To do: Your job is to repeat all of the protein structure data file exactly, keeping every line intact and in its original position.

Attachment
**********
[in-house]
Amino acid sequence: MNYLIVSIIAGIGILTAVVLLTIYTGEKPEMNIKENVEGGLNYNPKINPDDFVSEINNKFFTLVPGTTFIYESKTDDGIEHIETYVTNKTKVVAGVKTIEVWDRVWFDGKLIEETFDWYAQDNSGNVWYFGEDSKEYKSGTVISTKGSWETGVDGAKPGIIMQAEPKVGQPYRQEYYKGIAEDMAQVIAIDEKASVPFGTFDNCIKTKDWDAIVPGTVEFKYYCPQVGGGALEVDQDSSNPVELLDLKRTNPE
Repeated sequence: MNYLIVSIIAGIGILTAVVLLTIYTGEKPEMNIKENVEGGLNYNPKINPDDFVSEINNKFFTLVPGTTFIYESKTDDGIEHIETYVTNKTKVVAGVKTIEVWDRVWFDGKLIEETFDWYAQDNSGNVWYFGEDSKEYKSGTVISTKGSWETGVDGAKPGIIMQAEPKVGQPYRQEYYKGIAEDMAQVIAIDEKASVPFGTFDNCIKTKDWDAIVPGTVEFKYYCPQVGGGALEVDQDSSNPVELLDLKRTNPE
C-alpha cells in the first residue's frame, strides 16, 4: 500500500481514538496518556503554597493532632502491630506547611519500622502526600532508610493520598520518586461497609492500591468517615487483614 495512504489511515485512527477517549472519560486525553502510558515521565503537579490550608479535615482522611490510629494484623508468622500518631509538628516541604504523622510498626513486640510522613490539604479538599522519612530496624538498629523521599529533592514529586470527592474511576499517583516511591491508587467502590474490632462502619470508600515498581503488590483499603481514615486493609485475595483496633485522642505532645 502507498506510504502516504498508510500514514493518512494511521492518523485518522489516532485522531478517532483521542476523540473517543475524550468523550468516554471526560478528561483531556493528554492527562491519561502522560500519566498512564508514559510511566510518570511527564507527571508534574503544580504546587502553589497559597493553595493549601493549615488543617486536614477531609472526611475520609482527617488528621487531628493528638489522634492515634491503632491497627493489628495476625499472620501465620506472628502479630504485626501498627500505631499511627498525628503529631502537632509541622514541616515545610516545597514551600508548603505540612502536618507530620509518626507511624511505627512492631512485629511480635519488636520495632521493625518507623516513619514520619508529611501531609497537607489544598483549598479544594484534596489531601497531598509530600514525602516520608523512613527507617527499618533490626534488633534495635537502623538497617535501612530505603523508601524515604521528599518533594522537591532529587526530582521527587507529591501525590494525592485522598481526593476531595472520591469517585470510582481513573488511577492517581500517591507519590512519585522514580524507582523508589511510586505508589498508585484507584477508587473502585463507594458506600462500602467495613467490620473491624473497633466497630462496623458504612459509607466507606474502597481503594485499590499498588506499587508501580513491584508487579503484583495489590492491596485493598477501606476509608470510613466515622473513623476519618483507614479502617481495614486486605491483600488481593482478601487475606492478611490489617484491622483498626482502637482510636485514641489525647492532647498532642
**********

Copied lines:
[in-house]
Amino acid sequence: MNYLIVSIIAGIGILTAVVLLTIYTGEKPEMNIKENVEGGLNYNPKINPDDFVSEINNKFFTLVPGTTFIYESKTDDGIEHIETYVTNKTKVVAGVKTIEVWDRVWFDGKLIEETFDWYAQDNSGNVWYFGEDSKEYKSGTVISTKGSWETGVDGAKPGIIMQAEPKVGQPYRQEYYKGIAEDMAQVIAIDEKASVPFGTFDNCIKTKDWDAIVPGTVEFKYYCPQVGGGALEVDQDSSNPVELLDLKRTNPE
Repeated sequence: MNYLIVSIIAGIGILTAVVLLTIYTGEKPEMNIKENVEGGLNYNPKINPDDFVSEINNKFFTLVPGTTFIYESKTDDGIEHIETYVTNKTKVVAGVKTIEVWDRVWFDGKLIEETFDWYAQDNSGNVWYFGEDSKEYKSGTVISTKGSWETGVDGAKPGIIMQAEPKVGQPYRQEYYKGIAEDMAQVIAIDEKASVPFGTFDNCIKTKDWDAIVPGTVEFKYYCPQVGGGALEVDQDSSNPVELLDLKRTNPE
C-alpha cells in the first residue's frame, strides 16, 4: 500500500481514538496518556503554597493532632502491630506547611519500622502526600532508610493520598520518586461497609492500591468517615487483614 495512504489511515485512527477517549472519560486525553502510558515521565503537579490550608479535615482522611490510629494484623508468622500518631509538628516541604504523622510498626513486640510522613490539604479538599522519612530496624538498629523521599529533592514529586470527592474511576499517583516511591491508587467502590474490632462502619470508600515498581503488590483499603481514615486493609485475595483496633485522642505532645 502507498506510504502516504498508510500514514493518512494511521492518523485518522489516532485522531478517532483521542476523540473517543475524550468523550468516554471526560478528561483531556493528554492527562491519561502522560500519566498512564508514559510511566510518570511527564507527571508534574503544580504546587502553589497559597493553595493549601493549615488543617486536614477531609472526611475520609482527617488528621487531628493528638489522634492515634491503632491497627493489628495476625499472620501465620506472628502479630504485626501498627500505631499511627498525628503529631502537632509541622514541616515545610516545597514551600508548603505540612502536618507530620509518626507511624511505627512492631512485629511480635519488636520495632521493625518507623516513619514520619508529611501531609497537607489544598483549598479544594484534596489531601497531598509530600514525602516520608523512613527507617527499618533490626534488633534495635537502623538497617535501612530505603523508601524515604521528599518533594522537591532529587526530582521527587507529591501525590494525592485522598481526593476531595472520591469517585470510582481513573488511577492517581500517591507519590512519585522514580524507582523508589511510586505508589498508585484507584477508587473502585463507594458506600462500602467495613467490620473491624473497633466497630462496623458504612459509607466507606474502597481503594485499590499498588506499587508501580513491584508487579503484583495489590492491596485493598477501606476509608470510613466515622473513623476519618483507614479502617481495614486486605491483600488481593482478601487475606492478611490489617484491622483498626482502637482510636485514641489525647492532647498532642